God’s Only Plan

As the days move on toward Christmas, I want to welcome you to Blue Christmas at Holy Communion. This is a slightly unconventional way to engage the moment just three days before Christmas. I want to welcome you, whether you are a regular here, or just needed a place to step in out of the chaos that are the roads and workplaces and family gatherings this season. You are welcome. Whatever brought you today. You are welcome.

Take a moment. At church, we don’t need you to put on a happy face, to smile for a picture, to tell everyone you’re doing “fine,” or “surprisingly well.” Take a moment. Be who you are. Be where you are. Maybe there is joy, embrace that joy. Maybe the feelings are more complex. Welcome to Christmas. If we’re honest, Christmas is complicated.

Also, take permission, let the blues music do some of the emotional work for you. I’ve got to tell you, I’m so glad that Larry Gregory and Gene Dobbs Bradford are back with us this year. Your music at this service a couple of years ago made some real space for folks, and I know it will serve similarly this year.

I want to turn to our Gospel story, and to the character of Joseph.

I find myself wondering about Joseph. These few verses tell us more about Joseph than any other in Scripture. We don’t know much about the man who gave Jesus his name, who called him “my son.” We know a bit more about Mary. But these few verses have me intrigued. If the Bible were a movie franchise, and I worked for Disney (because they own all the movie franchises), I would argue Joseph would be a great candidates for an origin story, a film focused just on his backstory. I think Joseph has something to teach us.

While Scripture doesn’t give us very much on Joseph, tradition fills in a bit more. We have a sense that Joseph was probably much older than Mary. It would be easy to get stuck here, to talk about this injustice of marrying a teenager to an older man. Today, let me say simply, thank God (and thank generations of feminist activists) our views on marriage have evolved since the first century.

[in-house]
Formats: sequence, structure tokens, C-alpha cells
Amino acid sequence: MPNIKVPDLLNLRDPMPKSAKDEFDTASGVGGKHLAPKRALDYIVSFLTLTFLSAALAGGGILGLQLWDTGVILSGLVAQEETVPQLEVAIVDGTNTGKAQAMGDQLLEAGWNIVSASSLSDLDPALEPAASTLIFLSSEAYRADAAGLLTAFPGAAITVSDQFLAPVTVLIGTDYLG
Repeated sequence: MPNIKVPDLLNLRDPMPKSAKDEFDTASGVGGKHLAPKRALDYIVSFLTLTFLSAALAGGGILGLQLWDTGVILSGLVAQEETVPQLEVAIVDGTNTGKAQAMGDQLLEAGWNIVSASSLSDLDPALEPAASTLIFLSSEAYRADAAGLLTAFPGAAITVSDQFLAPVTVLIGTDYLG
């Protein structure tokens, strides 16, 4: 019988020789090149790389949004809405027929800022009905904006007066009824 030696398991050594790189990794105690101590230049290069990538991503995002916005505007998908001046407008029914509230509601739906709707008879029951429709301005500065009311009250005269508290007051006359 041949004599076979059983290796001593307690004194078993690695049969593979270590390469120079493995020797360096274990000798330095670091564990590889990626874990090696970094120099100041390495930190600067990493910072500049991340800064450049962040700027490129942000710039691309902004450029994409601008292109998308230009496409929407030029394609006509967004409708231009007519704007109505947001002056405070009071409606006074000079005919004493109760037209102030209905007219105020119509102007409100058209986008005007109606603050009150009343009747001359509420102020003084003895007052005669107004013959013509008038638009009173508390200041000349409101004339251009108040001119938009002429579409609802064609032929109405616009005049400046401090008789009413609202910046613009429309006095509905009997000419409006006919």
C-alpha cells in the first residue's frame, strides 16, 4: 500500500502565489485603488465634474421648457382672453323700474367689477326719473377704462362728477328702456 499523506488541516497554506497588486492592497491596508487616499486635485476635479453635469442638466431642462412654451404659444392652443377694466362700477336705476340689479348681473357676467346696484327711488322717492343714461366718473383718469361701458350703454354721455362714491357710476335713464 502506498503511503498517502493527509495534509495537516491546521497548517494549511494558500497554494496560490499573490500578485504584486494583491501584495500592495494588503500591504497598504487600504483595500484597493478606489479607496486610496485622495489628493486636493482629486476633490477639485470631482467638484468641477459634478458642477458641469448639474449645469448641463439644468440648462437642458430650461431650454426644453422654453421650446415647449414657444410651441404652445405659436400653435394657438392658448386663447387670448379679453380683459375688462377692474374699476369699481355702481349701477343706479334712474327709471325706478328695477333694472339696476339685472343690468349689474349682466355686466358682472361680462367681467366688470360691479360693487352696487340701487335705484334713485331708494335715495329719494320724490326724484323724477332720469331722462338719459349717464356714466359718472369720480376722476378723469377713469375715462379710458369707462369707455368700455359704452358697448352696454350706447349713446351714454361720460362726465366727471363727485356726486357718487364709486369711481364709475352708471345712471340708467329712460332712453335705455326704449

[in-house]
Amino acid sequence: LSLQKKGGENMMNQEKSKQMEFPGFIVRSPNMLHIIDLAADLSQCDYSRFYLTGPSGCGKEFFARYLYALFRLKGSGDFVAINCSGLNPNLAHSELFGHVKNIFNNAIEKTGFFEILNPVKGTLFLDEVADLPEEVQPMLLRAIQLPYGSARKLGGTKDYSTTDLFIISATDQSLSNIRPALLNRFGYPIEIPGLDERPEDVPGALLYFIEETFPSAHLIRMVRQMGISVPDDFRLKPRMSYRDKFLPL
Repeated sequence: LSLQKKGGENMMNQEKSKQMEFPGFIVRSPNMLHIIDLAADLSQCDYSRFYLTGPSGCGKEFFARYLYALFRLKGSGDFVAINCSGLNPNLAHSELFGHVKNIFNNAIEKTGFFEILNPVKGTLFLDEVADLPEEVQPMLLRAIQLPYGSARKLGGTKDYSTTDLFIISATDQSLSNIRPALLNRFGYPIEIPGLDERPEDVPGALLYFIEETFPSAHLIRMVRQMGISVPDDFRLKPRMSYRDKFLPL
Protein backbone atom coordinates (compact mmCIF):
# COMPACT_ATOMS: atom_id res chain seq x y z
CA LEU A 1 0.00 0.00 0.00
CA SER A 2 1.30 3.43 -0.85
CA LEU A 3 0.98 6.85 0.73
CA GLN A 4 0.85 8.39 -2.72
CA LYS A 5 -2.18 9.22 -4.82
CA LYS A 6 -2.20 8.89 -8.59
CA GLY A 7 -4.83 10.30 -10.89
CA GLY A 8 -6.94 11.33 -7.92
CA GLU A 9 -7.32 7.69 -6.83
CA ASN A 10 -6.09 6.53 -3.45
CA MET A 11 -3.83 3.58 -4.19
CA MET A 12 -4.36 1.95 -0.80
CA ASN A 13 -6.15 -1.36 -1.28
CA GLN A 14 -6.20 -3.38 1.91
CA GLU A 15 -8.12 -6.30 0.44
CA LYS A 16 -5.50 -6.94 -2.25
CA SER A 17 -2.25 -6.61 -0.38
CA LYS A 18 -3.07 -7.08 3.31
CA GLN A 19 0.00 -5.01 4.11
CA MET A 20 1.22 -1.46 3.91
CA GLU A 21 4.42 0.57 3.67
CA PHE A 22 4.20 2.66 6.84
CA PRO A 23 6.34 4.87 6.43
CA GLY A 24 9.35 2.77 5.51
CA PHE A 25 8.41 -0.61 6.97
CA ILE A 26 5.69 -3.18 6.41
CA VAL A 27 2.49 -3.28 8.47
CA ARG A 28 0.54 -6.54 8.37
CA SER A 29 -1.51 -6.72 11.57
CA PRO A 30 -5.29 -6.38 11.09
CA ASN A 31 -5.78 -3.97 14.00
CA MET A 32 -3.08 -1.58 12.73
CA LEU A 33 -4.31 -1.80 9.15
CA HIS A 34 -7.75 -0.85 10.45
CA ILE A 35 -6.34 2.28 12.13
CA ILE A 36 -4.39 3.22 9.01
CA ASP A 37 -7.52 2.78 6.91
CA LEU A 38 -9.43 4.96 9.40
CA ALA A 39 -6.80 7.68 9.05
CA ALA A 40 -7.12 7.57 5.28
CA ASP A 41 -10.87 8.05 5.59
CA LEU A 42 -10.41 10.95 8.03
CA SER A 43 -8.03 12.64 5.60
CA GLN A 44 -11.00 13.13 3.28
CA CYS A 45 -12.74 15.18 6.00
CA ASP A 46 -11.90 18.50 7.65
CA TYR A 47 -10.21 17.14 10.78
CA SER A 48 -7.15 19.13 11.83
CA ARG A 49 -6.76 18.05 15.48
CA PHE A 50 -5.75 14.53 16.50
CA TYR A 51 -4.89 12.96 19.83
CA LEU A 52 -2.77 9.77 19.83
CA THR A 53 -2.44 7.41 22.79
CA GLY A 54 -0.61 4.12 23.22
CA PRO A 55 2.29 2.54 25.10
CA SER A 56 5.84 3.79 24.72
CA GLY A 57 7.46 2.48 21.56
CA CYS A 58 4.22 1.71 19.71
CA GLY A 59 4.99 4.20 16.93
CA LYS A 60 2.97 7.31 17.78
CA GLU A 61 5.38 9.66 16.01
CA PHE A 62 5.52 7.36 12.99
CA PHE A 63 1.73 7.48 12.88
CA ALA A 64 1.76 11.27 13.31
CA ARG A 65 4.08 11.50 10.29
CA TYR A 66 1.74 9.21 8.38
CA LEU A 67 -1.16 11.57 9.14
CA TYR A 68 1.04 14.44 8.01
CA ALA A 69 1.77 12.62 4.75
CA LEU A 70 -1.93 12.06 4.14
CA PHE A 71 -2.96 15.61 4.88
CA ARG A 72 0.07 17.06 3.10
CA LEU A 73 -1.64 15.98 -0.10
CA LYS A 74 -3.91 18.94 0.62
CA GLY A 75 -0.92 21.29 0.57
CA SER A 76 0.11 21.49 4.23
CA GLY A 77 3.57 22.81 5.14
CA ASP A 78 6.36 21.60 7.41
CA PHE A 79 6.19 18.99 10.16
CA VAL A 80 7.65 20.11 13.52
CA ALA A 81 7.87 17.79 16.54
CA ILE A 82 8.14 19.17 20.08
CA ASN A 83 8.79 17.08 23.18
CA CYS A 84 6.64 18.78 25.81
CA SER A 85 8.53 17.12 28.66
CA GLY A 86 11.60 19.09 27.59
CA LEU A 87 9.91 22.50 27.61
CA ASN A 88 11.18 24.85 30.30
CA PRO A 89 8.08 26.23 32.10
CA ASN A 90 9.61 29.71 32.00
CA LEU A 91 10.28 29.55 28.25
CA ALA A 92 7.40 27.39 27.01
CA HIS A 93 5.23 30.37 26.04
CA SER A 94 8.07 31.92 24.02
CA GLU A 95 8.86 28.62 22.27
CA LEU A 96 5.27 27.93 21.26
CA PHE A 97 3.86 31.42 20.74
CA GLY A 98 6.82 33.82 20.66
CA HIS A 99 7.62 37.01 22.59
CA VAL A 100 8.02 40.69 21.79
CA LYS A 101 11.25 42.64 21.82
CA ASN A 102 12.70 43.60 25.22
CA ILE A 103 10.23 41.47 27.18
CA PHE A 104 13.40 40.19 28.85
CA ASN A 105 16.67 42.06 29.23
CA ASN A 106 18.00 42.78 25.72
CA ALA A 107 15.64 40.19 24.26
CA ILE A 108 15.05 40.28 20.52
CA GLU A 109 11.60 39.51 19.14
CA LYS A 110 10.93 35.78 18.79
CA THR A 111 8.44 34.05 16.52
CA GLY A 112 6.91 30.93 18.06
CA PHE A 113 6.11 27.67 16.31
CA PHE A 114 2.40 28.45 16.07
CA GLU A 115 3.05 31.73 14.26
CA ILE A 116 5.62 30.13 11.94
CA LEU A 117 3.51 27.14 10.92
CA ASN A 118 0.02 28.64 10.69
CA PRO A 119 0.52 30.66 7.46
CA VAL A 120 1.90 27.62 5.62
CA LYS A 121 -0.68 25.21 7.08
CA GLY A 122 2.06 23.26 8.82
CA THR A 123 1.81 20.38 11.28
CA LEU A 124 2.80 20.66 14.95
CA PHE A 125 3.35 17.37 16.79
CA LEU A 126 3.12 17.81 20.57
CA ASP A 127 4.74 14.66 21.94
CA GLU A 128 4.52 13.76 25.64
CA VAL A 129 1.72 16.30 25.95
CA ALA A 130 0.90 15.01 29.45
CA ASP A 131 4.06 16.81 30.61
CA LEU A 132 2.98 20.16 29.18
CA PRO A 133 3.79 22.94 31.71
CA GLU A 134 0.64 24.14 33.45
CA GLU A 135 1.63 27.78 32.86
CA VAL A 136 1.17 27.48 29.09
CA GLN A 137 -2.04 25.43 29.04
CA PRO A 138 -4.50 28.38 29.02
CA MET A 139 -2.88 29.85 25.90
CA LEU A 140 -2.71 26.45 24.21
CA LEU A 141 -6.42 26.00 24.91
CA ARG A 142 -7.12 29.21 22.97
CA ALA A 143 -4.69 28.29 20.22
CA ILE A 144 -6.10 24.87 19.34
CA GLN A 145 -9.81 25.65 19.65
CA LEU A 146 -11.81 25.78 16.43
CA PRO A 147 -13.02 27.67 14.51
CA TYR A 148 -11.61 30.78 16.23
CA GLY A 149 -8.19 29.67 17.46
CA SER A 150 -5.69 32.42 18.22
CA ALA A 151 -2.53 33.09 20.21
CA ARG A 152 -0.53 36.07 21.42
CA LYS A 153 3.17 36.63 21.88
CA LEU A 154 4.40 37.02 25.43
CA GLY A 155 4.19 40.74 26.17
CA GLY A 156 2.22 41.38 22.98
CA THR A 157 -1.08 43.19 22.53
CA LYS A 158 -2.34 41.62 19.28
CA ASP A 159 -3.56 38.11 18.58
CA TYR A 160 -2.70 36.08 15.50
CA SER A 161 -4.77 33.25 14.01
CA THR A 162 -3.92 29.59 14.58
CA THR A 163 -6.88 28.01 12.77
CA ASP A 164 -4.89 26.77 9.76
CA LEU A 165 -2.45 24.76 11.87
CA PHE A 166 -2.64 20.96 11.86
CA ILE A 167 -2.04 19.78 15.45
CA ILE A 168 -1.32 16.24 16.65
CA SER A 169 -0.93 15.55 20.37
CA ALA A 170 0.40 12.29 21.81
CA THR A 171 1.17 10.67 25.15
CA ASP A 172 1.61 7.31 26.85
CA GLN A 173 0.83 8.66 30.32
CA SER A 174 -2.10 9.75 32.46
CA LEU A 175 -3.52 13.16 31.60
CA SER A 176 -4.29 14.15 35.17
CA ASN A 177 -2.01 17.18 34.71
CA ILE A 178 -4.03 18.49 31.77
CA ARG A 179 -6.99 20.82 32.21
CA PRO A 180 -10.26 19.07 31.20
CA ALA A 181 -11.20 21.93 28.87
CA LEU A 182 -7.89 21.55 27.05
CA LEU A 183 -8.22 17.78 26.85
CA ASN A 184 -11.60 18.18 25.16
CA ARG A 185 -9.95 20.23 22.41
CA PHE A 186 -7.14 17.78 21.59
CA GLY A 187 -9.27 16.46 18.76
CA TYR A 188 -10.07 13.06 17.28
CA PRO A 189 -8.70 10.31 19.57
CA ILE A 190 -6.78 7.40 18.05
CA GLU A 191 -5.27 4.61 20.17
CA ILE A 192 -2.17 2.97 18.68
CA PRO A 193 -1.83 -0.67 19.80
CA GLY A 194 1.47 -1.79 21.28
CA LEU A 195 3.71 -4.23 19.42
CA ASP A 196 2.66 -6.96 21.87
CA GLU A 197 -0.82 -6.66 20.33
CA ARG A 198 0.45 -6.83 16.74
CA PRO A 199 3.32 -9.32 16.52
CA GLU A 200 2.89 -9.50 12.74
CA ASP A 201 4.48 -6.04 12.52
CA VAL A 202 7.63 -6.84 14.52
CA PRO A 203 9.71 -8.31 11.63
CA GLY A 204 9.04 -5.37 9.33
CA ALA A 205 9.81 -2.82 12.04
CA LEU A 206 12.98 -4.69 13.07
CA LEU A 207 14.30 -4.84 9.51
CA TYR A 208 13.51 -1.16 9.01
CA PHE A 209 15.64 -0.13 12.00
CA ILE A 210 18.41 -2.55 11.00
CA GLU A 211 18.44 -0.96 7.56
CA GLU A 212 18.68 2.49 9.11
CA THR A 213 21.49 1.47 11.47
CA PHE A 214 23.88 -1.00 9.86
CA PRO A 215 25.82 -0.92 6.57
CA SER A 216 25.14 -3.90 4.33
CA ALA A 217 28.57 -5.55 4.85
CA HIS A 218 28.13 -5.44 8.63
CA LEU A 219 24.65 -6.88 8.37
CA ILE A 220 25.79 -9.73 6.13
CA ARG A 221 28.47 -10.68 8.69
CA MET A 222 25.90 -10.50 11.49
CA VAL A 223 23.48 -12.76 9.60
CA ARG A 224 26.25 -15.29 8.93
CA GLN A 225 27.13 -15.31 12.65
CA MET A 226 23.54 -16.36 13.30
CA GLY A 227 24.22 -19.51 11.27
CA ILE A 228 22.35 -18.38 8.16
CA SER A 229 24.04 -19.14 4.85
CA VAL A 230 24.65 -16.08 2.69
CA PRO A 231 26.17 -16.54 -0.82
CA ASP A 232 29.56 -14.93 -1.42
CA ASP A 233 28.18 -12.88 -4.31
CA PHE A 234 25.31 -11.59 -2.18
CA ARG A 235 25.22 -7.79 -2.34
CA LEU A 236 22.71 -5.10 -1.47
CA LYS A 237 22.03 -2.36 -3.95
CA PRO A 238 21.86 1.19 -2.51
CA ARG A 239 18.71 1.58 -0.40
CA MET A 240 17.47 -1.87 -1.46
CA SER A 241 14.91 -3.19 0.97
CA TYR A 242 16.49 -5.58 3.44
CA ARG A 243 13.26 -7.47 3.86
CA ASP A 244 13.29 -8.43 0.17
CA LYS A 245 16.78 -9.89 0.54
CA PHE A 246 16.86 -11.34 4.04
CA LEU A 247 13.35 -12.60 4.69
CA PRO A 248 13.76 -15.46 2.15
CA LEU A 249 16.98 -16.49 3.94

With that caveat, Joseph surprises. He isn’t the old man husband we expect. Because he listens. He doesn’t react. He responds. He waits. He would have been within his rights to humiliate the girl, but he doesn’t act out. Joseph listened to that dream, he listened to God, and he listened to Mary. He didn’t dismiss her. He believed her. And he chose a surprising path. How did Joseph become this kind of person? How did he buck his masculine training, his sense of the law? How did Joseph show up this way?

Here is my pitch: Here is my wonder: I have this hunch that Joseph’s story matters. Joseph is celebrated as the chosen father for Jesus. In my own life, as my spouse and I are choosing to be fathers for a non-biologically related child, Joseph’s story has a certain resonance this year. I’ll say more about that Christmas Eve. But today, I want to say: “Joseph helped shape the person Jesus would become. And something made Joseph patient. Something made Joseph listen. Something in Joseph’s story, something we don’t know from Scripture itself, I wonder, did it make all the difference?